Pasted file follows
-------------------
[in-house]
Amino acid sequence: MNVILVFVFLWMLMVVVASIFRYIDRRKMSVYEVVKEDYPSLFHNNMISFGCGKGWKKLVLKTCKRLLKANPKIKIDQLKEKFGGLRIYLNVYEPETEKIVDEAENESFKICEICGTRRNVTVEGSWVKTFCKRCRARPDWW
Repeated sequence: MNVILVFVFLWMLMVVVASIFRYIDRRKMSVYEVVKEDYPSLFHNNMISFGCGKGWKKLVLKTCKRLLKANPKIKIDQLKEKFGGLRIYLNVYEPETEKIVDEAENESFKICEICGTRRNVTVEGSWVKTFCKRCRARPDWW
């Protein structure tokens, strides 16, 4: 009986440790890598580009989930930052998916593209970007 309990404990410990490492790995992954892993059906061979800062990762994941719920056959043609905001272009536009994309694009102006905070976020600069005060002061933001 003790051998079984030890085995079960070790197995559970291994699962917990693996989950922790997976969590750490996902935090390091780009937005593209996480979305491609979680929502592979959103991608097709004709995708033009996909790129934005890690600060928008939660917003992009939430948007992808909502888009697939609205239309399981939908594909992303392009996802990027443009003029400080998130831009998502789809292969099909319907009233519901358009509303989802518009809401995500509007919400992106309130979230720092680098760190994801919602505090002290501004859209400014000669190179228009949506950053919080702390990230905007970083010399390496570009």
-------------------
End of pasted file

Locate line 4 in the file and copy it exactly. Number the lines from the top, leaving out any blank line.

């Protein structure tokens, strides 16, 4: 009986440790890598580009989930930052998916593209970007 309990404990410990490492790995992954892993059906061979800062990762994941719920056959043609905001272009536009994309694009102006905070976020600069005060002061933001 003790051998079984030890085995079960070790197995559970291994699962917990693996989950922790997976969590750490996902935090390091780009937005593209996480979305491609979680929502592979959103991608097709004709995708033009996909790129934005890690600060928008939660917003992009939430948007992808909502888009697939609205239309399981939908594909992303392009996802990027443009003029400080998130831009998502789809292969099909319907009233519901358009509303989802518009809401995500509007919400992106309130979230720092680098760190994801919602505090002290501004859209400014000669190179228009949506950053919080702390990230905007970083010399390496570009």